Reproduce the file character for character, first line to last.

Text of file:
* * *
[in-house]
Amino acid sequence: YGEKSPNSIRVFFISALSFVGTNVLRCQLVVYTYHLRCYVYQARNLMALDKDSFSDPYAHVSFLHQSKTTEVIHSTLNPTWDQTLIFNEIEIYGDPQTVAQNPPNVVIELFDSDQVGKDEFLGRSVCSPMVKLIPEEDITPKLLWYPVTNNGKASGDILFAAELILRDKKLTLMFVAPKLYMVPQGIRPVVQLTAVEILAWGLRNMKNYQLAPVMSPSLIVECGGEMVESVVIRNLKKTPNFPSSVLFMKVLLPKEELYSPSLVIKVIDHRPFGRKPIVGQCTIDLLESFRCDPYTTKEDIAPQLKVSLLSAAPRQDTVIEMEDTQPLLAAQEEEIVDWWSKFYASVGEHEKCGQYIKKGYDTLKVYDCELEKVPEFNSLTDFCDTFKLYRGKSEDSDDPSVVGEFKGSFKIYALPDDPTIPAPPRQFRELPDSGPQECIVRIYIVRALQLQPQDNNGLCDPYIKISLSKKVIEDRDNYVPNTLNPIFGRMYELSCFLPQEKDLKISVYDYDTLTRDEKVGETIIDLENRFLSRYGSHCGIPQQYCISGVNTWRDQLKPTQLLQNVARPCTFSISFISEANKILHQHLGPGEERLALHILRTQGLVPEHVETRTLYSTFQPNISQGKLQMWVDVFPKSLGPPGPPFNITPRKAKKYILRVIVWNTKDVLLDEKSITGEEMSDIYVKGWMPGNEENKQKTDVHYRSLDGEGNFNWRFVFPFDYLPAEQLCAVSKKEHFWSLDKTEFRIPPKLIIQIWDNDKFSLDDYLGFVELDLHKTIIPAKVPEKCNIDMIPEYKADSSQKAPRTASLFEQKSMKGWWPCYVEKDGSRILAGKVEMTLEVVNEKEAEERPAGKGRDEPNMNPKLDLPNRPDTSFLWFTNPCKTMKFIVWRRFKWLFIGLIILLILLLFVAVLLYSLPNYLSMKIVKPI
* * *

[in-house]
Amino acid sequence: YGEKSPNSIRVFFISALSFVGTNVLRCQLVVYTYHLRCYVYQARNLMALDKDSFSDPYAHVSFLHQSKTTEVIHSTLNPTWDQTLIFNEIEIYGDPQTVAQNPPNVVIELFDSDQVGKDEFLGRSVCSPMVKLIPEEDITPKLLWYPVTNNGKASGDILFAAELILRDKKLTLMFVAPKLYMVPQGIRPVVQLTAVEILAWGLRNMKNYQLAPVMSPSLIVECGGEMVESVVIRNLKKTPNFPSSVLFMKVLLPKEELYSPSLVIKVIDHRPFGRKPIVGQCTIDLLESFRCDPYTTKEDIAPQLKVSLLSAAPRQDTVIEMEDTQPLLAAQEEEIVDWWSKFYASVGEHEKCGQYIKKGYDTLKVYDCELEKVPEFNSLTDFCDTFKLYRGKSEDSDDPSVVGEFKGSFKIYALPDDPTIPAPPRQFRELPDSGPQECIVRIYIVRALQLQPQDNNGLCDPYIKISLSKKVIEDRDNYVPNTLNPIFGRMYELSCFLPQEKDLKISVYDYDTLTRDEKVGETIIDLENRFLSRYGSHCGIPQQYCISGVNTWRDQLKPTQLLQNVARPCTFSISFISEANKILHQHLGPGEERLALHILRTQGLVPEHVETRTLYSTFQPNISQGKLQMWVDVFPKSLGPPGPPFNITPRKAKKYILRVIVWNTKDVLLDEKSITGEEMSDIYVKGWMPGNEENKQKTDVHYRSLDGEGNFNWRFVFPFDYLPAEQLCAVSKKEHFWSLDKTEFRIPPKLIIQIWDNDKFSLDDYLGFVELDLHKTIIPAKVPEKCNIDMIPEYKADSSQKAPRTASLFEQKSMKGWWPCYVEKDGSRILAGKVEMTLEVVNEKEAEERPAGKGRDEPNMNPKLDLPNRPDTSFLWFTNPCKTMKFIVWRRFKWLFIGLIILLILLLFVAVLLYSLPNYLSMKIVKPI